Wednesday, March 14, 2012
Day 8 in Vejer de la Frontera: They that sleep, catch no fish (Los sue duermen, atrapar ningún pez)
"You can have a dry sherry after you've gutted several sardines."
I looked down at the bowl of fresh sardines, thought about that glass of Jerez, overcame my revulsion, and reached in for one of the silvery little fish. I snapped off the head as Nikki had shown me, sliding my fingernail along the belly to open it. The spine and guts lift out easily if the fish is very fresh, as these were. The first two were challenging--I've never gutted fish with my fingers before--but I quickly got the hang of it. My initial queasiness rapidly disappeared.
Task done, I earned my reward, and Nikki and I sat down to enjoy the sherry with a little snack of sardines macerated in sherry vinegar and a bit of garlic before proceeding to the rest of our afternoon of cooking.
The intrepid Roger had met me at 8.00 a.m., and we drove southward beyond Cadiz toward Barbate, a small fishing village known for the tuna that is caught in the waters between Spain and Morocco. There we rendezvoused with Nikki, a local chef, who took me to the local fish market, where I was something of a curiosity: not many tourists come to these parts. We wandered through the stalls, Nikki humorously sparring with the sellers about the quality of the fish, and poking at fruits and vegetables expertly like an old Mediterranean grandmother. She's actually fairly young, and like many people in Spain, learning to survive in a broken economy through innovation; those who can't develop marketable skills (such as teaching cooking classes to foreigners) join the ranks of the unemployed. I was told that roughly 40-45% of young people in southernmost Spain cannot find work.
Before leaving Barbate, I walked briefly on the beach of velvety sand. The Atlantic here is bluer than what we see from the East Coast, and on a cloudless day, one can glimpse Morocco across the water. We then drove up a steep winding road to Vejer de la Frontera, a stunning whitewashed town of cobblestone streets and Moorish-influenced buildings. The sky was a blinding blue, the temperature perfect, and the strong breeze scented by lemon and orange trees. Perfection yet again.
We unpacked groceries at the house that doubles as a dwelling for Nikki's business partner and the cooking school; shortly thereafter, I found myself gutting sardines. We cooked and chatted easily for several hours, moving in the leisurely but efficient manner that seems to characterize much Spanish life. I learned that gazpacho as we normally make it--a cold chunky soup--is a touristy invention and not at all what people in the south of Spain consume. Instead, one presses the tomatoes and vegetables through a sieve to release the juice, creating a gourmet version of V-8. This is drunk as an accompaniment to a big afternoon lunch. We then moved on to make a salsa verde that would dress our fish; we also prepared for dessert an orange and almond torte, a simple combination of boiled orange (run through a blender), eggs, ground almonds, a bit of sugar and 1/2 teaspoon of baking power. Then I was taught how to pack a whole fish in salt. We took the gorgeous sea bass Nikki had bought in Barbate, cleaned it, and put it atop a bed of sea salt. More is packed around the fish, with only the eye and the gill fin showing to check for doneness. Asparagus was prepared for roasting, and little prawns boiled in water to have with a dipping sauce.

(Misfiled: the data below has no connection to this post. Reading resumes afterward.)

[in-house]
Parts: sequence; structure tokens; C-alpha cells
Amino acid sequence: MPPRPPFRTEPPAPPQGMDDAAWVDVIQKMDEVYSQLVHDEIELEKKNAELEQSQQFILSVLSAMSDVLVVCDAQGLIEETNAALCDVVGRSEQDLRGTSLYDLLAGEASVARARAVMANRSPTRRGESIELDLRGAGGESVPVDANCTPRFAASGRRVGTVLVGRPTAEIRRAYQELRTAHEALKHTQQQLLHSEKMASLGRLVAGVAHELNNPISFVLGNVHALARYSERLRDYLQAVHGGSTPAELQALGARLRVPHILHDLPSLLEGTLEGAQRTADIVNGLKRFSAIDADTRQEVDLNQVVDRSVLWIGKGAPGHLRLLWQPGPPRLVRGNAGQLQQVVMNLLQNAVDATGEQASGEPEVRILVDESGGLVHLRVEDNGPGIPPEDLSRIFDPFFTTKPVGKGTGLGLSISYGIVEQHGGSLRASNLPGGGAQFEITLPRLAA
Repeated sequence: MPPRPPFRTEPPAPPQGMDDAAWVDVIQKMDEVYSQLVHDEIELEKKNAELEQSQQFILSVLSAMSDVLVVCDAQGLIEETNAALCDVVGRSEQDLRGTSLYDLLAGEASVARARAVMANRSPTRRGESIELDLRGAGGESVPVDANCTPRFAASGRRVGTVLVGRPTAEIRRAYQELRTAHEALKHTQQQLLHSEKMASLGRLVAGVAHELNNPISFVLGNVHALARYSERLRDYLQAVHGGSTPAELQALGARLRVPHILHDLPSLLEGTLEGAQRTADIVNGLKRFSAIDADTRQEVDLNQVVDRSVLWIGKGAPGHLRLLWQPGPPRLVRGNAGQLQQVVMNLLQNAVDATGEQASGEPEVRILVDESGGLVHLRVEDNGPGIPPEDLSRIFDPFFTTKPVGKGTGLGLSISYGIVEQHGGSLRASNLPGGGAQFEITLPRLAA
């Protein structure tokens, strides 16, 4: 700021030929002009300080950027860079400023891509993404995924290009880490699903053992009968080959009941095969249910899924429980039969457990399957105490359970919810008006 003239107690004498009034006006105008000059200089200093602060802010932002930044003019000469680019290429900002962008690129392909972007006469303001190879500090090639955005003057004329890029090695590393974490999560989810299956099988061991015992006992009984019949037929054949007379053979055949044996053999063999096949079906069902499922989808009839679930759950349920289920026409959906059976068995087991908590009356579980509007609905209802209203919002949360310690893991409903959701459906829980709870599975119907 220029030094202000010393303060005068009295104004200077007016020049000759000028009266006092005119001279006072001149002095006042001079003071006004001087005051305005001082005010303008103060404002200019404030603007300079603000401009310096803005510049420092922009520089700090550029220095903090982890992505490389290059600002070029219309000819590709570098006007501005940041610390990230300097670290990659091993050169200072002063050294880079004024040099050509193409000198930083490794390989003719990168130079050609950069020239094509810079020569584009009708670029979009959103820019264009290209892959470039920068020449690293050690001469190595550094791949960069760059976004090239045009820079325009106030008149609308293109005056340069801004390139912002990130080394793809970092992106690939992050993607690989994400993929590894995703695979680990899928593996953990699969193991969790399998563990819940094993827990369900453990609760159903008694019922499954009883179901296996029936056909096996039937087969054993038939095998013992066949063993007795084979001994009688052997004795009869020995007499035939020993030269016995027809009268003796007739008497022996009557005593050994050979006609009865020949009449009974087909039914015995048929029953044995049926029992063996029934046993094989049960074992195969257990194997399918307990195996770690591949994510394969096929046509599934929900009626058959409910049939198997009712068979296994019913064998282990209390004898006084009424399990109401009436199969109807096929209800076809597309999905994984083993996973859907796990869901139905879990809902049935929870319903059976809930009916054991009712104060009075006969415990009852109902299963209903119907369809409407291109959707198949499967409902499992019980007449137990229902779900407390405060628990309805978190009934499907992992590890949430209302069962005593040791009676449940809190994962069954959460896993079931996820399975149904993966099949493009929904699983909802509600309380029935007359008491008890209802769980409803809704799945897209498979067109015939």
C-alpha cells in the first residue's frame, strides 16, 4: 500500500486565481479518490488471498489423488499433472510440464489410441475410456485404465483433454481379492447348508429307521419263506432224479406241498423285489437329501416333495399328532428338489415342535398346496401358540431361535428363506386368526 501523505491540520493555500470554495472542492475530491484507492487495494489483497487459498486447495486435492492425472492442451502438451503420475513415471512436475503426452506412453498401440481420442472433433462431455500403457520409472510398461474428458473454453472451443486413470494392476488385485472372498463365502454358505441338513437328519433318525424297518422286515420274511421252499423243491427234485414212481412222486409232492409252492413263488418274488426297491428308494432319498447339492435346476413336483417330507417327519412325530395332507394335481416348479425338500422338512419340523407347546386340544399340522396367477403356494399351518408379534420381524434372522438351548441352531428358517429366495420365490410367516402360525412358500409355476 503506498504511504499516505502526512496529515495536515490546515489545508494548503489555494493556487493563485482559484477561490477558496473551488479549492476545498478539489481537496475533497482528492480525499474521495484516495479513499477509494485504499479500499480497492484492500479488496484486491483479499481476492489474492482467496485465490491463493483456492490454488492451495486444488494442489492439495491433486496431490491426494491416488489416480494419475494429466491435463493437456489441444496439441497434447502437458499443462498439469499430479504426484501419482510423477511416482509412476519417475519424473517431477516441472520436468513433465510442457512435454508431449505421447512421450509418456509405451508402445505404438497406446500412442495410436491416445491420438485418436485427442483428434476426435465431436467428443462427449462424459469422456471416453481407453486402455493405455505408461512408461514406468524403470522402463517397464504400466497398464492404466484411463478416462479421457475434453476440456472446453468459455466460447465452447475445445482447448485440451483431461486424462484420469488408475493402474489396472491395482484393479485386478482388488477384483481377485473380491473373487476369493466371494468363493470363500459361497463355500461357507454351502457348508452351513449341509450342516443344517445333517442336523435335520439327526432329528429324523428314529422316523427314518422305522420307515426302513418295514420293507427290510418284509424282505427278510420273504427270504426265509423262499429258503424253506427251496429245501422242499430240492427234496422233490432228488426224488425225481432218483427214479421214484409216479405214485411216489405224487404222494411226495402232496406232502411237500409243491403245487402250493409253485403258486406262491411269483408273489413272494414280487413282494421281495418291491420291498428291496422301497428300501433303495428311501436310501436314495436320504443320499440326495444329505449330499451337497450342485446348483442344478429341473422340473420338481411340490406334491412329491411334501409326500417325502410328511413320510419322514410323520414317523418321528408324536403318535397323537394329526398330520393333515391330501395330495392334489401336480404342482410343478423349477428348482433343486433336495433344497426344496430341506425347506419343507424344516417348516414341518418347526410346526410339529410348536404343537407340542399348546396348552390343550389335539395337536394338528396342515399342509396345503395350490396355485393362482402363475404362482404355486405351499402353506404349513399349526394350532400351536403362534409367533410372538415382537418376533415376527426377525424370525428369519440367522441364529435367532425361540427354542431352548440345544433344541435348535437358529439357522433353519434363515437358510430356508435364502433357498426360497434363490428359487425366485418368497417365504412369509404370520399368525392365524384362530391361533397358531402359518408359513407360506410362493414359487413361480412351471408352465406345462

Around 2.30 we sat down for our glorious meal: you can see some of our feast in the photo. Everything was superb, and the fish a revelation. The salt seals in the juice, resulting in some of the best fish I have ever eaten. Of course, the fact it had been caught early that morning helped too. The salsa verde was splendid--I could eat it by spoonfuls--and the orange/almond torte tasty without being overly rich or sweet. This sort of food is more to my liking than the meat-heavy diet of Madrid.
Roger met us at 4.30. I said good-bye to Nikki and agreed to Roger's suggestion of another hike. Glutted yet again, I needed the exercise. We drove to Medina Sidonia, another stunning little town nestled on a hilltop. It's one of those places of which there are many in southern Spain, with the fingerprint of various cultures everywhere evident. Roman walls and part of a road still exist, as do Moorish gates. Even the Gothic church has Moorish decorations interspersed among the saints and side chapels. We climbed the bell tower, a hearty workout, so I could see the plains below, a vista that unfolded for miles. Roger dragged me into a local bakery--and I mean dragged--and despite my protestations against more food, insisted I try a mouthful of a delicacy made only in this town, a pastry filled with an unusual blend of almond paste, cloves, and cilantro. It was admittedly delicious. I have been struck by how much local customs still dominate these small towns and villages, many of which feature pastries or recipes unique to their food history.
From Medina Sidonia, Roger drove me back to Seville. We parted, good friends after two days of nattering about everything from cuisine to politics to literature, and I waddled back to my room, content and sated. Tomorrow, la conferencia!